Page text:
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   Table of Contents      
Year : 2020  |  Volume : 68  |  Issue : 10  |  Page : 2312-2313

Response to comments on: Preferred practice guidelines for glaucoma management during COVID-19 pandemic

1 Glaucoma Department, Narayana Nethralaya-2, Bangalore, Karnataka, India
2 Dr Rajendra Prasad Centre for Ophthalmic Sciences, All India Institute of Medical Sciences, New Delhi, India
3 P. D. Hinduja National Hospital and Medical Research Centre, Mumbai, Maharashtra, India
4 Chairman, Centre for Sight, New Delhi, India

Date of Web Publication23-Sep-2020

Correspondence Address:
Dr. Sushma Tejwani
Glaucoma Services, Narayana Nethralaya-2, Narayana Hrudalaya Complex, #258/A, Bommasandra, Hosur Road, Bangalore - 560 099, Karnataka
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Source of Support: None, Conflict of Interest: None

DOI: 10.4103/ijo.IJO_2339_20

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How to cite this article:
Tejwani S, Angmo D, Nayak BK, Sharma N, Sachdev MS, Dada T, Sinha R. Response to comments on: Preferred practice guidelines for glaucoma management during COVID-19 pandemic. Indian J Ophthalmol 2020;68:2312-3

How to cite this URL:
Tejwani S, Angmo D, Nayak BK, Sharma N, Sachdev MS, Dada T, Sinha R. Response to comments on: Preferred practice guidelines for glaucoma management during COVID-19 pandemic. Indian J Ophthalmol [serial online] 2020 [cited 2021 Jan 19];68:2312-3. Available from: https://www.ijo.in/text.asp?2020/68/10/2312/295722

AIOS Working Committee
Sood Devindra, Arup Chakrabarti, Chandrima Paul, Chitra Ramamurthy, Harsh Kumar, Jatinder Singh Bhalla, Krishna Das R, Manav Deep Singh, Murali Ariga, R. Venkatesh, Shahinur Tayab, Sirisha Senthil, Suresh Kumar, Surinder Singh Pandav, Tanuj Dada, Amit Porwal, Ankur Sinha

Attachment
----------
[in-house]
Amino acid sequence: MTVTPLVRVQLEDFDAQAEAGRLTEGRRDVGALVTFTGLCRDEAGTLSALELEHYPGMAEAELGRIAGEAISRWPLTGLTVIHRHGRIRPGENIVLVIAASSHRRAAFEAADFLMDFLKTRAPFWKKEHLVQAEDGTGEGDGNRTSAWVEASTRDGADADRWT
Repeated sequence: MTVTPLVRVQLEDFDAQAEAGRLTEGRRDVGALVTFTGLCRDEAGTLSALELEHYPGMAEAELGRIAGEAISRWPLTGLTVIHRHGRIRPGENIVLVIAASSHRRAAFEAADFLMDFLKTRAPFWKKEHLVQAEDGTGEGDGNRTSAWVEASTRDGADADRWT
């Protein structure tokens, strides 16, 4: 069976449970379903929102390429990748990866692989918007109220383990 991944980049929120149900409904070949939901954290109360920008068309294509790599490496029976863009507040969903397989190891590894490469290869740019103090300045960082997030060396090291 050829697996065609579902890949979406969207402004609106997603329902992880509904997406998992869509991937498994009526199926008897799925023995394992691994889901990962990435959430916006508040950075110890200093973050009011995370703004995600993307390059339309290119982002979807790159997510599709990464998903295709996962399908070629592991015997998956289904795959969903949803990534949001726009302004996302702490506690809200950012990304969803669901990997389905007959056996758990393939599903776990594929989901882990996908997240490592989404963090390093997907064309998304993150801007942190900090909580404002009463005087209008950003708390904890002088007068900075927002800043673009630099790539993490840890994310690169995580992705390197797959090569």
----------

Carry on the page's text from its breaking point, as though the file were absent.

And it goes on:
Dear Editor:

We are grateful to the authors for reading and providing suggestions for our article. The article has been written in April 2020, when India was getting ready for restarting the practices after lockdown.[1] As we are learning to live with the coronavirus disease 2019 (COVID-19) pandemic and our understanding is improving with every passing day, the guidelines may also require modifications. The goal is to continue practicing safely to prevent blindness and avoid the spread of pandemic as well.

Our point-by-point clarifications are as follows.

  1. There have been controversies on sodium hypochlorite/hydrogen peroxide cleaning for Goldmann applanation tonometer (GAT) prism after every use versus alcohol wipes cleaning for many years and there are publications favoring both, keeping in mind the practically possible solutions. Since we are revisiting those for restarting our practices, the consensus was to use the sodium hypochlorite solution and not hydrogen peroxide because of its easy availability. Further to be used only twice a day, as it is a corrosive agent and can spoil GAT prisms. Since coronavirus is susceptible to alcohol, it was advised to continue the practice of alcohol wipes cleaning after every use.

  2. We completely agree regarding the slit-lamp cleaning after every patient, however, that is beyond the scope of this article as the purpose of this article is to supplement glaucoma-specific guidelines to the previously published general guidelines for ophthalmologists.